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Thoughts From a Wandering Mind at PNEC 2015

I've always been fascinated by the Möbius strip in front of the Smithsonian National Museum of American History in Washington, D.C. One edge...one side... If you trace your finger along it in your mind (it's too high to reach), you can follow "both edges" and "both sides" without ever lifting your finger off of the Möbius strip. No beginning...no end.

People, process, and technology. All solutions require all three parts: the roles and responsibilities, the ways people should work, and the tools they use to accomplish their tasks. As I listened to the presentations at the 19th PNEC Conference this week this triad was present everywhere, whether explicitly or implied.

Throughout my career in Data Management, I've encountered many challenges, but two stand out: (1) building a business case with senior management for funding data management projects and (2) educating those same senior managers that the data management capability is never done being created.

At PNEC, there was also a lot of talk about Data Management as a professional discipline alongside Geology, Geophysics, and Petroleum Engineering, to name a few. All three of this year's Cornerstone Award winners (Pam Koscinski, Janet Hicks and Matthias Hartung) have played a role in advancing this concept. Some E&P companies get this, some say they get it but really don't quite yet, and others still keep Data Management chained to the oars that power the galley.

So, at this point you're probably wondering how I function with a brain that connects these disjointed thoughts. I'm getting there...

As we build a case for standing up a proper data management capability, many times we resort to the sexy and trendy: big data, predictive analytics, and NoSQL to name a few. While all three of these can bring tremendous value to an organization, if we start there we are icing the dessert before we've baked the cake. The reality is, we need a good foundation: professional data managers in clearly defined roles as well as the people in the business clearly knowing their roles and responsibilities with regards to data management; a process for ensuring that quality data, that is, data that is complete, correct, consistent and current is available; the technology to store and deliver this data, and the tools to exploit the data for better business decisions. Once this is in place, however, we're not done. Just like the Möbius strip, we loop around again and again, refining the roles, improving the quality, providing data integration to allow working across disparate systems, and tools with more capabilities for even better decisions. And around we go again with big data, which, by the way, requires new roles, tools, and processes, finding previously unknown relationships, higher level analytics, new data types. And so on...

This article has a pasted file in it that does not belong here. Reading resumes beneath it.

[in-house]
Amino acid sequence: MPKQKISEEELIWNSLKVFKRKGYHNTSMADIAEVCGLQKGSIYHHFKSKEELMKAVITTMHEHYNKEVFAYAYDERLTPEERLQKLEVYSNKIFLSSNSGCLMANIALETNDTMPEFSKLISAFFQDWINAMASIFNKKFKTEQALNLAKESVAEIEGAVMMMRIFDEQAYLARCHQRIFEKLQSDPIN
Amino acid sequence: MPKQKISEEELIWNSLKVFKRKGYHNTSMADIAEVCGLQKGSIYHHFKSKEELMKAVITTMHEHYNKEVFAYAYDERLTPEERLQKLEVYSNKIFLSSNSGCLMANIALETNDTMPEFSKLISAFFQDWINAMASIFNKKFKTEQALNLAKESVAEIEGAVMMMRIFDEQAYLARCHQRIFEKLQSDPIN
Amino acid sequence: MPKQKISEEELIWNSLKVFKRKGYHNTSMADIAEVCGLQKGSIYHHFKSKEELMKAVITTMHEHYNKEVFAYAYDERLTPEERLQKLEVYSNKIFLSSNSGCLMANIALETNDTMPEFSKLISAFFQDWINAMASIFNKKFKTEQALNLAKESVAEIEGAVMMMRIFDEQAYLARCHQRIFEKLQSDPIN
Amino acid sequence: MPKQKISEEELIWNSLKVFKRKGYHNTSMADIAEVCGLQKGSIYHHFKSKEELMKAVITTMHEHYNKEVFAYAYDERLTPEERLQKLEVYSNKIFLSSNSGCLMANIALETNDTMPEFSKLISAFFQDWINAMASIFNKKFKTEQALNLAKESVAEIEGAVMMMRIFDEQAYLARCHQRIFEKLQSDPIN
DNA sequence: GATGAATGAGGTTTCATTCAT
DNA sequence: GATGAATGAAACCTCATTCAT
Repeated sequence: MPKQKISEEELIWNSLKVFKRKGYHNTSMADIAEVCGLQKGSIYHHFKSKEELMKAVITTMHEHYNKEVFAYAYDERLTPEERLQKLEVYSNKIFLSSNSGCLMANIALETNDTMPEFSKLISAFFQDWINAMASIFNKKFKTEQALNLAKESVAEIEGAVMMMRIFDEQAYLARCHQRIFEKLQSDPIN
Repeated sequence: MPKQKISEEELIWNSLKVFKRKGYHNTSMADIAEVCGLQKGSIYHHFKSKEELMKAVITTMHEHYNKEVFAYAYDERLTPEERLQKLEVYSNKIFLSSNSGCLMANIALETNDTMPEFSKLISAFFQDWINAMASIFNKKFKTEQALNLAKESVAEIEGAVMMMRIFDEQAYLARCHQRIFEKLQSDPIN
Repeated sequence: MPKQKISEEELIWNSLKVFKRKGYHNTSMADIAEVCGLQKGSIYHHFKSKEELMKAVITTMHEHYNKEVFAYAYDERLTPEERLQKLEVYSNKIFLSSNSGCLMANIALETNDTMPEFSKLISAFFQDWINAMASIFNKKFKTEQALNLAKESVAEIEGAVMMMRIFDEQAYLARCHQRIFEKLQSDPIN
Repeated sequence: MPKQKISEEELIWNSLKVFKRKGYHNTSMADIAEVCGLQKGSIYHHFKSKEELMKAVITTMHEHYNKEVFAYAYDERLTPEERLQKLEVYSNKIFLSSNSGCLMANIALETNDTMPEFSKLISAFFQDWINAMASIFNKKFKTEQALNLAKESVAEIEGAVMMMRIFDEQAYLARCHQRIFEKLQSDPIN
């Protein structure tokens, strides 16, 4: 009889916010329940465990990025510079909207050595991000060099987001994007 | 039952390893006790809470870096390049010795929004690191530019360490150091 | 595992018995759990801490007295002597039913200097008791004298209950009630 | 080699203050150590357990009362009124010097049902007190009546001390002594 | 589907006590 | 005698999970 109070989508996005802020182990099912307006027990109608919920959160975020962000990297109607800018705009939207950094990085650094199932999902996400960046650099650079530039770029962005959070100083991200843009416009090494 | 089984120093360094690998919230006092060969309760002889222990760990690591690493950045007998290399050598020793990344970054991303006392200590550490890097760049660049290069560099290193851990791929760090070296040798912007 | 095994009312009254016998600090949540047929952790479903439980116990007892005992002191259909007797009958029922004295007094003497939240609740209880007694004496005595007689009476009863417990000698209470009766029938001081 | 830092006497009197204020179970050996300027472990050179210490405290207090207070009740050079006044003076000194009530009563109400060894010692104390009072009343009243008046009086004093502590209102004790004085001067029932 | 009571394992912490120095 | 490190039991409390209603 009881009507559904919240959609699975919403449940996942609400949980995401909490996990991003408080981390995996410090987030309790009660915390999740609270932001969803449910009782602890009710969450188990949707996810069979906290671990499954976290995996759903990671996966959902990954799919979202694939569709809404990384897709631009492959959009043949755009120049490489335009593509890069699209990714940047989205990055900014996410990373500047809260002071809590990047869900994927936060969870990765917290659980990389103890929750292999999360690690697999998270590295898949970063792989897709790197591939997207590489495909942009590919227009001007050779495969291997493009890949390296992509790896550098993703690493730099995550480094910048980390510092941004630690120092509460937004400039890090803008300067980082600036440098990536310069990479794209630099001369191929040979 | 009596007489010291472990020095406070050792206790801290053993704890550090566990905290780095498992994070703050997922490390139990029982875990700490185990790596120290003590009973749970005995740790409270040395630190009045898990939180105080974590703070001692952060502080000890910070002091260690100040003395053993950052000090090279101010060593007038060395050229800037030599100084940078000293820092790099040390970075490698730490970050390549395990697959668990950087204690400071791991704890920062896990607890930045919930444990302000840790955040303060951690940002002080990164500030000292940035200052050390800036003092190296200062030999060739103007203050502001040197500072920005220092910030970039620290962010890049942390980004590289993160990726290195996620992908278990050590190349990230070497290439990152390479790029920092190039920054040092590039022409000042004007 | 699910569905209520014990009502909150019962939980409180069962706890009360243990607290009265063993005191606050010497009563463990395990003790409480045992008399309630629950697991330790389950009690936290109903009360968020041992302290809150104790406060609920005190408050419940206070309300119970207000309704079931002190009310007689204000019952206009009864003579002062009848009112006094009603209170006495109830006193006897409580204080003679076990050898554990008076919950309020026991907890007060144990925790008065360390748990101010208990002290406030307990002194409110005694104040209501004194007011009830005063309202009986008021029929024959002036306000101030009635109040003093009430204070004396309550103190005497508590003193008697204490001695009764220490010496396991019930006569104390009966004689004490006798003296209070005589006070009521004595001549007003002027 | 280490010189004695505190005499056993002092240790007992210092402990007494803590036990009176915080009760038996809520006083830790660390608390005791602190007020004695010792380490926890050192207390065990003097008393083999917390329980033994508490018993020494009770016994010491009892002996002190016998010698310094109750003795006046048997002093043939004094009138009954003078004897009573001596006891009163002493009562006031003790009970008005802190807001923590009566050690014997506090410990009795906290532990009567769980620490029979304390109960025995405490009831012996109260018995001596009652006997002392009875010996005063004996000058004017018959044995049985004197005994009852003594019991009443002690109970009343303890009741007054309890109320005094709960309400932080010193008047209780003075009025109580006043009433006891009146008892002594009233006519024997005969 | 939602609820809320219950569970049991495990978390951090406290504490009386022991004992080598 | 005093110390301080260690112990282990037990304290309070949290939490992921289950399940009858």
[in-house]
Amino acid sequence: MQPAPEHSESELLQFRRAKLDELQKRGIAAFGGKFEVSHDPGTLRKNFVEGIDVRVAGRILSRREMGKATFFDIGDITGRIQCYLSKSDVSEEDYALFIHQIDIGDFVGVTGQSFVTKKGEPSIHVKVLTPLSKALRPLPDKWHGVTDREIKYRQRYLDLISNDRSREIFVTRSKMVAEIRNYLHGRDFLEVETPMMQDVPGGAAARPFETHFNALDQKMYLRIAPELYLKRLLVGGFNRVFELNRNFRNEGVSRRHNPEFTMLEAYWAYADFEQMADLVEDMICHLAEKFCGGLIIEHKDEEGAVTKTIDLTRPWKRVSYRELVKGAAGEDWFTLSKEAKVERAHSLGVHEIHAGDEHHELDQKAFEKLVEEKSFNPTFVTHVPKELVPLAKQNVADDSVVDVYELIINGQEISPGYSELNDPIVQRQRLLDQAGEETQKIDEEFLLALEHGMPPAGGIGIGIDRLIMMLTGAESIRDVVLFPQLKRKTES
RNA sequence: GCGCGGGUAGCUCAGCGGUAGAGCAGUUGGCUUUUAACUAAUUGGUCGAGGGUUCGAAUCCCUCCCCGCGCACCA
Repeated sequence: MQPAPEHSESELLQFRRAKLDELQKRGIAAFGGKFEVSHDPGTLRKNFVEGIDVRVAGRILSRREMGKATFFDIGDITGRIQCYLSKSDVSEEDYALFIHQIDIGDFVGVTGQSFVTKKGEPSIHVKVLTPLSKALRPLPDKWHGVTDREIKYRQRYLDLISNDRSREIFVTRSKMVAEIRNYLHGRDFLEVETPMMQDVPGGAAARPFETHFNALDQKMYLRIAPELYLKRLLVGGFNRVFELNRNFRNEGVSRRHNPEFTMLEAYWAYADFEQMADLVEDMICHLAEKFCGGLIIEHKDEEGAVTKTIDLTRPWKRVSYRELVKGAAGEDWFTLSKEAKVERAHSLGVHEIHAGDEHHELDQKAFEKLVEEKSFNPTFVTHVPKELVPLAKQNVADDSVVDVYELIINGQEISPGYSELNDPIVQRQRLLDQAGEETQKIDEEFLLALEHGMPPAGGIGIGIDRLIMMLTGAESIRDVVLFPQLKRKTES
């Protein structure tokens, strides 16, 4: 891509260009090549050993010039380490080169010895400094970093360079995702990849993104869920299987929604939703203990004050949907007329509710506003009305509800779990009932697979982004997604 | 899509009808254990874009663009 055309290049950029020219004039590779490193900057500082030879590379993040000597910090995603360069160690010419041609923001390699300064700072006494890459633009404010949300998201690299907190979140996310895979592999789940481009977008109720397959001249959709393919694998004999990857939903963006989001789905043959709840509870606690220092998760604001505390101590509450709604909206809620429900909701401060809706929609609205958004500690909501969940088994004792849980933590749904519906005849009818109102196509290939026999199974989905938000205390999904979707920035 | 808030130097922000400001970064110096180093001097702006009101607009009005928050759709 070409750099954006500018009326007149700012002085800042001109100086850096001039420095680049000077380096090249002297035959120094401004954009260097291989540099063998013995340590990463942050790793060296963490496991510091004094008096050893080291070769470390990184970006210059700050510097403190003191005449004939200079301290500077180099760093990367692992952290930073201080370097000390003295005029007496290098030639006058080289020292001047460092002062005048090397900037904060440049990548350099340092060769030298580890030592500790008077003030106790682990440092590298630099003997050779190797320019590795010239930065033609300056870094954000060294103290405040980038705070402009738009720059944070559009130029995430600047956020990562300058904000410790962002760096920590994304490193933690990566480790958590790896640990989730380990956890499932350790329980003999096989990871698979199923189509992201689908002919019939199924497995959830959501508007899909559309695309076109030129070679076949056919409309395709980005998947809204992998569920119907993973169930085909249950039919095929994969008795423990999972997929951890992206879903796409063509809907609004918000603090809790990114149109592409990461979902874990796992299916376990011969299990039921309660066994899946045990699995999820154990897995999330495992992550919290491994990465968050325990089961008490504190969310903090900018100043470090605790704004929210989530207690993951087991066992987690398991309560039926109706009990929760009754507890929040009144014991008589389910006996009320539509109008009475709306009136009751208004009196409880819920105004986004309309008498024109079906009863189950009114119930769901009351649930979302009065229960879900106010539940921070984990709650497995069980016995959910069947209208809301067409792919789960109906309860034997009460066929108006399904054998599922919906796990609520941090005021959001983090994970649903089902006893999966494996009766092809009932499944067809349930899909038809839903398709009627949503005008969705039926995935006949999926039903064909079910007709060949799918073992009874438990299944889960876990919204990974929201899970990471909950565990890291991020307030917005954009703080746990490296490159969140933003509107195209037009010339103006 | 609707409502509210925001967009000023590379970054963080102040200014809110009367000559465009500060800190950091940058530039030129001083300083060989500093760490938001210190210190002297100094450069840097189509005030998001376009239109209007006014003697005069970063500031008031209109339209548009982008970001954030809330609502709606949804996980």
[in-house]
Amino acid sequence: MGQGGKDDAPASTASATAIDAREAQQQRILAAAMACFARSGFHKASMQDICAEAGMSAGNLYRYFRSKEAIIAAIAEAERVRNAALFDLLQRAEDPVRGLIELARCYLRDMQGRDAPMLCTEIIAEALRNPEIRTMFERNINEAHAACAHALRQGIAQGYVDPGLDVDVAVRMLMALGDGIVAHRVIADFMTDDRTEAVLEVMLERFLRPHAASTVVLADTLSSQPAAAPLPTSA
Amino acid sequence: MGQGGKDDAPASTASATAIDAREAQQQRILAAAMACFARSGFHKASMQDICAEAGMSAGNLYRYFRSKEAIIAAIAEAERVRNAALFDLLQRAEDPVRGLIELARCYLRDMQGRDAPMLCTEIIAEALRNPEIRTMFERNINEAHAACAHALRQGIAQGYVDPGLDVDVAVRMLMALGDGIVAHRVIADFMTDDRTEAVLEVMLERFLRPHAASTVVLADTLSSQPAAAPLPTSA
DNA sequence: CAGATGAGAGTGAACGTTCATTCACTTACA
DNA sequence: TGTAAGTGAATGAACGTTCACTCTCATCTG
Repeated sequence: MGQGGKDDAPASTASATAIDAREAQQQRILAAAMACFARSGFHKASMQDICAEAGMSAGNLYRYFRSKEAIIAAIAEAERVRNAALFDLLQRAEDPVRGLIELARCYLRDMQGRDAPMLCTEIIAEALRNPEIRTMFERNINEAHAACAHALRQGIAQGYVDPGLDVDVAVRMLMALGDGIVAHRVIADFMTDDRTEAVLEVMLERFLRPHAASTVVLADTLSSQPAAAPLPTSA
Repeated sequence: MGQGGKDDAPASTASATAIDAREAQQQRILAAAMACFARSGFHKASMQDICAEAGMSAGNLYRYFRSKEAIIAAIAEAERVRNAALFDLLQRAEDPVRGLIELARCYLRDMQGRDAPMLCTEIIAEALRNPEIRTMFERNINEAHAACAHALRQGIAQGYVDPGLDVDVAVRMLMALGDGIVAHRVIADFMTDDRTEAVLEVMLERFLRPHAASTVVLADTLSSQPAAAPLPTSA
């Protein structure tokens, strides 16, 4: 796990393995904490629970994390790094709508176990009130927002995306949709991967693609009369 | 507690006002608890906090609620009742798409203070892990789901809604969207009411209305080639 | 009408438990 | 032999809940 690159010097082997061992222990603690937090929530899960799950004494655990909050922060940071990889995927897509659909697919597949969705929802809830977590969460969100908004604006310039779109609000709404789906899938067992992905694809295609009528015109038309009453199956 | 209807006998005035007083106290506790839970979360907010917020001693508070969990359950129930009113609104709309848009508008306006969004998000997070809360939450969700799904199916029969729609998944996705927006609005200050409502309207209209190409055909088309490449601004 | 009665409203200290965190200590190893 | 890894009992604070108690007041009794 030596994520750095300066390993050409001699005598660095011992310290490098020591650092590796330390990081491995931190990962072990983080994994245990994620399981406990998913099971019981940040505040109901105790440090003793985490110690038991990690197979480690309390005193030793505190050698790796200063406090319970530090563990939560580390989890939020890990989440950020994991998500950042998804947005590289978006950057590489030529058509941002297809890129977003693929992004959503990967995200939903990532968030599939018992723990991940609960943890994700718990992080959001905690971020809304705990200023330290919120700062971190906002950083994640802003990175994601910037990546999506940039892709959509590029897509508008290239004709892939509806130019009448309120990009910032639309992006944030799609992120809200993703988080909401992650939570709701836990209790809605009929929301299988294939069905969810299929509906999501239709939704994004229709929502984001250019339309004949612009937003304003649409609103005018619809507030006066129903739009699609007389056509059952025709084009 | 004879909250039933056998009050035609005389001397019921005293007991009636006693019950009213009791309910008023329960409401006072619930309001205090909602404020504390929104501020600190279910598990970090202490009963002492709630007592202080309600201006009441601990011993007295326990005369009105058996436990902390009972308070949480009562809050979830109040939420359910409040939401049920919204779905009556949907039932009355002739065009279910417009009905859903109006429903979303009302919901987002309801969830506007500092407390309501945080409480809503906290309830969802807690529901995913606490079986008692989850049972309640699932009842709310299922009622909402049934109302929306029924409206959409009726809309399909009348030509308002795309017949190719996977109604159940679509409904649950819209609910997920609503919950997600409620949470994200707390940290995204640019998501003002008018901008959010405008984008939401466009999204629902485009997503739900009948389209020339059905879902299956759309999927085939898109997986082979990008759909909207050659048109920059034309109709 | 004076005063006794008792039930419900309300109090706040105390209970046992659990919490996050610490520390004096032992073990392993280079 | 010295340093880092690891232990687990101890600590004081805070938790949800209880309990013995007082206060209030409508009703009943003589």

There are no shortcuts. You can find people to help you on your journey, but you can't skip from "let's do this" to "we're done". Just like seismic data has moved from single-fold 2D paper sections to wide azimuth, 3D two-way wave equation migrations, Data Management needs to move along the maturity curve, ever evolving and contributing ever increasing business value. When we do, we'll be accepted and spoken of alongside the primary E&P functions.

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